Sign in
Your Position: Home >Beauty & Personal Care >Plastic surgery - How it's performed

Plastic surgery - How it's performed

Mar. 07, 2024
  • 42
  • 0
  • 0

Skin grafts used to be the main type of plastic surgery, but newer techniques, such as tissue expansion and flap surgery, are now often used.

They'll explain in detail what will happen before, during and after surgery. You may also be given a psychological assessment.

Before having plastic surgery, you should have a consultation with a plastic surgeon.

Plastic surgery can involve a number of different techniques to move and manipulate body tissue.

Skin grafts

A skin graft is where healthy skin is removed from an unaffected area of the body and used to cover lost or damaged skin.

They can be used for bone fractures that break the skin (open fractures), large wounds, or where an area of the skin is surgically removed – for example, due to cancer or burns.

There are 2 main types of skin graft.

Partial or split thickness skin graft

This is where a thin layer of skin (as thin as tissue paper) is shaved from an area that usually heals well, such as the thigh, buttocks or calf.

The donor area may look pink or lighter than your surrounding skin for a few months, depending on your skin tone, then leave a faint (hardly noticeable) scar.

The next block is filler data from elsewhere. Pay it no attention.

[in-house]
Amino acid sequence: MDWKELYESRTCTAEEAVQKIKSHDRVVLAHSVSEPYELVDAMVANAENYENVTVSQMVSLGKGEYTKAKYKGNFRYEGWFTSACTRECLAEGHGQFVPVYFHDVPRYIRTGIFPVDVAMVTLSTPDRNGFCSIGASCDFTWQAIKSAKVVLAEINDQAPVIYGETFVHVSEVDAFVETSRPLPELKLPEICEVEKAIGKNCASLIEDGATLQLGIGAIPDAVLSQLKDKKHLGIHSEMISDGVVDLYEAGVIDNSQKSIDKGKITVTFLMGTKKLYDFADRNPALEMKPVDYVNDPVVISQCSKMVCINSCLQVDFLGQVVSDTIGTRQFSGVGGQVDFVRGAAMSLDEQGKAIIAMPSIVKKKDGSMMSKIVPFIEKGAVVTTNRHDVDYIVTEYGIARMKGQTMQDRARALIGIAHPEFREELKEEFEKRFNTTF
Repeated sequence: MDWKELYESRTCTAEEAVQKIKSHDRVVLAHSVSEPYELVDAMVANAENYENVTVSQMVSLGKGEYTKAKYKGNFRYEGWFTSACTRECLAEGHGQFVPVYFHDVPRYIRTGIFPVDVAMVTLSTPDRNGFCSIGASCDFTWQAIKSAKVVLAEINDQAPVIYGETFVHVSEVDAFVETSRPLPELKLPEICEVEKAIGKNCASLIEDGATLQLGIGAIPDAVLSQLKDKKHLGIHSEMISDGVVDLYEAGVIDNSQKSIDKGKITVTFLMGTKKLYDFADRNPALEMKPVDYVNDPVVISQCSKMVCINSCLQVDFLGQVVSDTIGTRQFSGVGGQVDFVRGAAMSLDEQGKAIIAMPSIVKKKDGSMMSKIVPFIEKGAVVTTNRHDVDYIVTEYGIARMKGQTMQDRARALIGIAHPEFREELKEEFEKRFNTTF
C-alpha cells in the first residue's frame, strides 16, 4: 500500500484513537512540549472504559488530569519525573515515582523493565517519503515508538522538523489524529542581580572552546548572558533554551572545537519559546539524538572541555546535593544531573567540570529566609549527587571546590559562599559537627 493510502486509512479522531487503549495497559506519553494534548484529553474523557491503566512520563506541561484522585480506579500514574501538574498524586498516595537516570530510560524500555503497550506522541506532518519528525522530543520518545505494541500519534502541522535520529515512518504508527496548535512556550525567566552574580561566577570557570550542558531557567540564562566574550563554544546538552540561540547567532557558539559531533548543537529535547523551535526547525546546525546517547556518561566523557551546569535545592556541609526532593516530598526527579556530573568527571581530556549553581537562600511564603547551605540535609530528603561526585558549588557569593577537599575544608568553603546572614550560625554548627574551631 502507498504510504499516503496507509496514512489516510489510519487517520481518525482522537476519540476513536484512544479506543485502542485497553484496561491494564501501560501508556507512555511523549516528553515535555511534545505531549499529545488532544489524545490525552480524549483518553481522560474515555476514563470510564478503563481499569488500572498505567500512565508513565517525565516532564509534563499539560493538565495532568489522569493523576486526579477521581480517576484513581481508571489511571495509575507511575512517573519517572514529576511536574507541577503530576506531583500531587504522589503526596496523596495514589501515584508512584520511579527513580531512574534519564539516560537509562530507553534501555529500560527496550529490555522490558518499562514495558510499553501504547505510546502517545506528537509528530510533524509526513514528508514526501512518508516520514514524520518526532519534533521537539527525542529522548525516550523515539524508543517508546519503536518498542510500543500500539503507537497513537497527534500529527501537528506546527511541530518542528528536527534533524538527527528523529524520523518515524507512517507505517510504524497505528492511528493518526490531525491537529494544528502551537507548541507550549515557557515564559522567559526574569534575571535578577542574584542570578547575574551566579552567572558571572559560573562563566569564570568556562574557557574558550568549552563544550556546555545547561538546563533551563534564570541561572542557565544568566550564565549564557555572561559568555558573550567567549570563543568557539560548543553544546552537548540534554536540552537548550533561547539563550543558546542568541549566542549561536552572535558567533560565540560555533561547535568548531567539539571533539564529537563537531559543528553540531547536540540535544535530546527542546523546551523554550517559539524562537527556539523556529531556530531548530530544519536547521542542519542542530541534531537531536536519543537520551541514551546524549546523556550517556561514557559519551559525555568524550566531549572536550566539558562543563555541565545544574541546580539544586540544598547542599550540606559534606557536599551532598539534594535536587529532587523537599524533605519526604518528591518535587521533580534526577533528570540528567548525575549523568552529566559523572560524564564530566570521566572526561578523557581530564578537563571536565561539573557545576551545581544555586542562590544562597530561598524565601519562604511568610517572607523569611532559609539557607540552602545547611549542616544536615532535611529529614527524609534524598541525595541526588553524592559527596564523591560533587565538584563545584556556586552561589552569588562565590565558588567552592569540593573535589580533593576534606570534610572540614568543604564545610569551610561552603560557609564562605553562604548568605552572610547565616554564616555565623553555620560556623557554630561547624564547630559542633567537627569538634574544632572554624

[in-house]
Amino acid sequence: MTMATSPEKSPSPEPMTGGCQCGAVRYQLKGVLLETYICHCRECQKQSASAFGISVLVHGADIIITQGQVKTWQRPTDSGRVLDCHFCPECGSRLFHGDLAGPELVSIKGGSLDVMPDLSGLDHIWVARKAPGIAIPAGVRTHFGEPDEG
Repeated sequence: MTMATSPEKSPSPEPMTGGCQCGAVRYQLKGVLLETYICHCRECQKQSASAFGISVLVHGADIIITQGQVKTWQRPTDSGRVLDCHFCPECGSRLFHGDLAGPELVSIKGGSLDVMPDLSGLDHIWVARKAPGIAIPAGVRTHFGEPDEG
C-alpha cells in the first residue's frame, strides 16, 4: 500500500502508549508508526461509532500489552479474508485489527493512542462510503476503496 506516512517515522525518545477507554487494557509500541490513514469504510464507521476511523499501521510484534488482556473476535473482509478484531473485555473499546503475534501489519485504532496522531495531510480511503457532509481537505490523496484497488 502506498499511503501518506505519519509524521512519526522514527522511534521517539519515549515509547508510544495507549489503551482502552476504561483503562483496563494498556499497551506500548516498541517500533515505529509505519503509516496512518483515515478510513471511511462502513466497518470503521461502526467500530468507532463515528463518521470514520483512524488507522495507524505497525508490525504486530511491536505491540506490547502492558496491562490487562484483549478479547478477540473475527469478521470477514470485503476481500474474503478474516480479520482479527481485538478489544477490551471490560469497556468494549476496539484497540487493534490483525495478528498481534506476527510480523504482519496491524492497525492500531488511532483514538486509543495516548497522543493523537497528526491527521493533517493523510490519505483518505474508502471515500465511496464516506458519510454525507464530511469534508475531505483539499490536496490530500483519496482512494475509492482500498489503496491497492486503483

Full thickness skin graft

This is where the full thickness of skin (the top layer and layers underneath) are removed and the area is stitched closed.

Sites often used include the neck, behind the ear, the upper arm and groin.

Because this type of skin graft is thicker, picking up a new blood supply can be more difficult, so any dressing will be left in place for 5 to 7 days before being removed by the surgical team.

What happens

Before the procedure, you'll be given a general anaesthetic or a local anaesthetic, depending on the size and location of the affected area.

The skin graft will usually be held in place using stitches, staples, clips or special glue.

The area will be covered with a sterile dressing until it has connected with the surrounding blood supply, which usually takes around 5 to 7 days.

A dressing will also be placed over the area where the skin has been taken from (the donor site) to help protect it from infection.

The donor area of partial thickness skin grafts usually takes about 2 weeks to heal.

For full thickness skin grafts, the donor area only takes about 5 to 10 days to heal, because it's usually quite small and closed with stitches.

At first, the colour of the grafted skin may appear red or purple, but it should begin to look more like your surrounding skin over time. It can take a year or two for the appearance of the skin to settle down completely.

The final colour may be slightly different from the surrounding skin, and the area may be slightly indented.

There are many different techniques used to perform cosmetic and reconstructive plastic surgery procedures, including the following:

Endoscopic surgery